SWOSU and Weatherford Groups Hosting Lunar Eclipse Viewing this Sunday
A viewing of this Sunday’s (January 20) total lunar eclipse will be hosted by the SWOSU Physics Club and Weatherford Astronomy Club.
Wayne Trail, associate professor in the SWOSU Department of Chemistry & Physics, said the viewing will take place at the SWOSU Observatory from about 9:30-11 p.m., weather permitting. The observatory is located northeast of Weatherford on Lawter Road between Deer Creek Road and Airport Road (use Google for the address).
The eclipse can be seen starting at approximately 9:40 p.m. Totality starts around 10:40 p.m. and lasts about one hour.
A total lunar eclipse occurs when the Moon passes into the darkest part of the Earth’s shadow, the umbra. When this happens, the Moon is on the opposite side of the Earth from the Sun, so just before the eclipse occurs, the Moon is full.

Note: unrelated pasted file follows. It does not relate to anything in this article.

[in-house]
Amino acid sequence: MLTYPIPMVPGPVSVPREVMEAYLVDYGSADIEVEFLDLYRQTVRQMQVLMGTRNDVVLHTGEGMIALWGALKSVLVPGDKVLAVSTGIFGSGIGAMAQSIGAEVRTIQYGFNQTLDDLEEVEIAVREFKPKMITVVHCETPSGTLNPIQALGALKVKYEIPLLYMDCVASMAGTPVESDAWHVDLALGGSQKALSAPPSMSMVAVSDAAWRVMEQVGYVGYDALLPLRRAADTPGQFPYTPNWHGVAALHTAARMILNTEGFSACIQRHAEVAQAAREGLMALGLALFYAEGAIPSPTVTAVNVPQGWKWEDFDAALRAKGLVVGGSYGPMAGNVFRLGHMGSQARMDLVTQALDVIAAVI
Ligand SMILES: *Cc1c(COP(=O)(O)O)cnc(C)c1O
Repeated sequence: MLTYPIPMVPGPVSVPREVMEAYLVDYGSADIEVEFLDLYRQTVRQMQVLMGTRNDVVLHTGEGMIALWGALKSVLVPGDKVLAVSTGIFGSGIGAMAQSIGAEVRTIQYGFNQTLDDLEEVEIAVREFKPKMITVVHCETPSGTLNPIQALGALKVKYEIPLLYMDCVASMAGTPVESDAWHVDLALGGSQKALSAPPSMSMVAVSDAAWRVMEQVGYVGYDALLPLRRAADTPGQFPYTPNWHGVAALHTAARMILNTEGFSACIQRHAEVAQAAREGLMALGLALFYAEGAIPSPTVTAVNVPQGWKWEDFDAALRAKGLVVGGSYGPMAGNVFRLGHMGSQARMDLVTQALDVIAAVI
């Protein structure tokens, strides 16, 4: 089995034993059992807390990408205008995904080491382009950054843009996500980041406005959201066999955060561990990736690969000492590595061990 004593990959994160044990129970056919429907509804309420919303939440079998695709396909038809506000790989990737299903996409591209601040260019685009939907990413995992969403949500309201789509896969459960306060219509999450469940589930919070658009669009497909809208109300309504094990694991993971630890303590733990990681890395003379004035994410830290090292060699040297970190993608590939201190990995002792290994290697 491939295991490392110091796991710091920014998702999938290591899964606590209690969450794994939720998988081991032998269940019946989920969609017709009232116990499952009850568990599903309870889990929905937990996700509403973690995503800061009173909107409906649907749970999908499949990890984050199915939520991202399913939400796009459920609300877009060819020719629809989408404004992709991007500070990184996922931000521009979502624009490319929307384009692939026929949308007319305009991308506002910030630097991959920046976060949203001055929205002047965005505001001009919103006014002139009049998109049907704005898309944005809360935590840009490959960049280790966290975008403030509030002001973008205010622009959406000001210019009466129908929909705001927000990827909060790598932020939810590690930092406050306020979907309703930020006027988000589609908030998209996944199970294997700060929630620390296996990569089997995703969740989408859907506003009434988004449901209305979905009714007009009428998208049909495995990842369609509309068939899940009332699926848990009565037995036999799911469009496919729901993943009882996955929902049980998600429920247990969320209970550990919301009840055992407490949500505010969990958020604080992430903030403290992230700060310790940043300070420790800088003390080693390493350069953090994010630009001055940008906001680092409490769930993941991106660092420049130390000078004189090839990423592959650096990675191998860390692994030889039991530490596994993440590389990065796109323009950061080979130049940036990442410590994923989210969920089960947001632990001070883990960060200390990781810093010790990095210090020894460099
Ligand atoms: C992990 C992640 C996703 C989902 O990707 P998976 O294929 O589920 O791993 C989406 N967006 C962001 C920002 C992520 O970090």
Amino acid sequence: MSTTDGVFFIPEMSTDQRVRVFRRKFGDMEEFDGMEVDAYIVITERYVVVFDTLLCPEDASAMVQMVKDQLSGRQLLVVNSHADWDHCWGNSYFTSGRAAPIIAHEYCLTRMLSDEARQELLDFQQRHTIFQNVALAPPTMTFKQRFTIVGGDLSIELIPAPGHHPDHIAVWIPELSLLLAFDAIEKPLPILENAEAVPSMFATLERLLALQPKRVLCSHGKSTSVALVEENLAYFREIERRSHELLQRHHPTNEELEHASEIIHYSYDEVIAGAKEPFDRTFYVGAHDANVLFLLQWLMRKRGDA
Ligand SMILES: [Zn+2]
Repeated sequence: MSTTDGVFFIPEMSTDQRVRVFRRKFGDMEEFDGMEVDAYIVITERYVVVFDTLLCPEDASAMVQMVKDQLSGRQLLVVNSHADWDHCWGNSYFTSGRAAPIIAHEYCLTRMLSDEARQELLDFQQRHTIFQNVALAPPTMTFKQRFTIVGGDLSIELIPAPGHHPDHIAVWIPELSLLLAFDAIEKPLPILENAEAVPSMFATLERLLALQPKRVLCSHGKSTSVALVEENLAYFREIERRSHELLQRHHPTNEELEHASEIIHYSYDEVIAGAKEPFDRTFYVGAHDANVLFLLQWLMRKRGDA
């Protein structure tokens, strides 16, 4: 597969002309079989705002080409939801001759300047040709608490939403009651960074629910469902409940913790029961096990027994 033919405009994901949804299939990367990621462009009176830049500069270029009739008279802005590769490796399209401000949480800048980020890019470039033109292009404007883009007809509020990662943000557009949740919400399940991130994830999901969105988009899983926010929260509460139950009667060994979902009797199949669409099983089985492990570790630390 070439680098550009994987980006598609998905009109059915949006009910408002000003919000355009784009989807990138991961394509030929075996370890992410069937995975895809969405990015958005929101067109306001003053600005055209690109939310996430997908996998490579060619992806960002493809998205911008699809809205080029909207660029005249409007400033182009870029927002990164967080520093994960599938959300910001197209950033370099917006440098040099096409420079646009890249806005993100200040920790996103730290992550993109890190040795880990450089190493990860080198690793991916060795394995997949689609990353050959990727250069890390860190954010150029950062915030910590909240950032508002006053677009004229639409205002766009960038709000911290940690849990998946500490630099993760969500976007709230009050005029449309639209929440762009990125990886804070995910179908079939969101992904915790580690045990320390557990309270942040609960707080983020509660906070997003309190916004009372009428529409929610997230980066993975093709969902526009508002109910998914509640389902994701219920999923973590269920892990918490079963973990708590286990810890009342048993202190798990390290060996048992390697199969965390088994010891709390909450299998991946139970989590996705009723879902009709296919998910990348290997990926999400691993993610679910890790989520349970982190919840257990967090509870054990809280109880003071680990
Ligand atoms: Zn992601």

Trail said if the Earth had no atmosphere and then when the moon was fully in the umbra, it would be completely dark. However, because the Earth’s atmosphere scatters and bends sunlight, some sunlight makes it to the Moon. Just as with a sunset, red light does better than blue in passing a long way through the atmosphere, so the Moon receives mostly red light and appears reddish during totality. This is why a total eclipsed Moon is often called a blood moon.
The lunar eclipse was the first solid evidence that ancient people had signifying Earth is round, according to Trail. The ancient Greeks figured out that the lunar eclipse was due to the Earth’s shadow. They also noticed that the Earth’s shadow is the arc of a circle on the Moon in every eclipse, whether it occurs with the Moon on the horizon or overhead.
“Whether you are interested in the science, the history, the beauty, or all three, please join us, or at least take a look,” Trail said. “It’ll be one of the best ones for the next decade.”
Trail said for area residents to dress extra warm. There are no restrooms at the facility, and organizers ask that visitors keep food and drinks in their cars.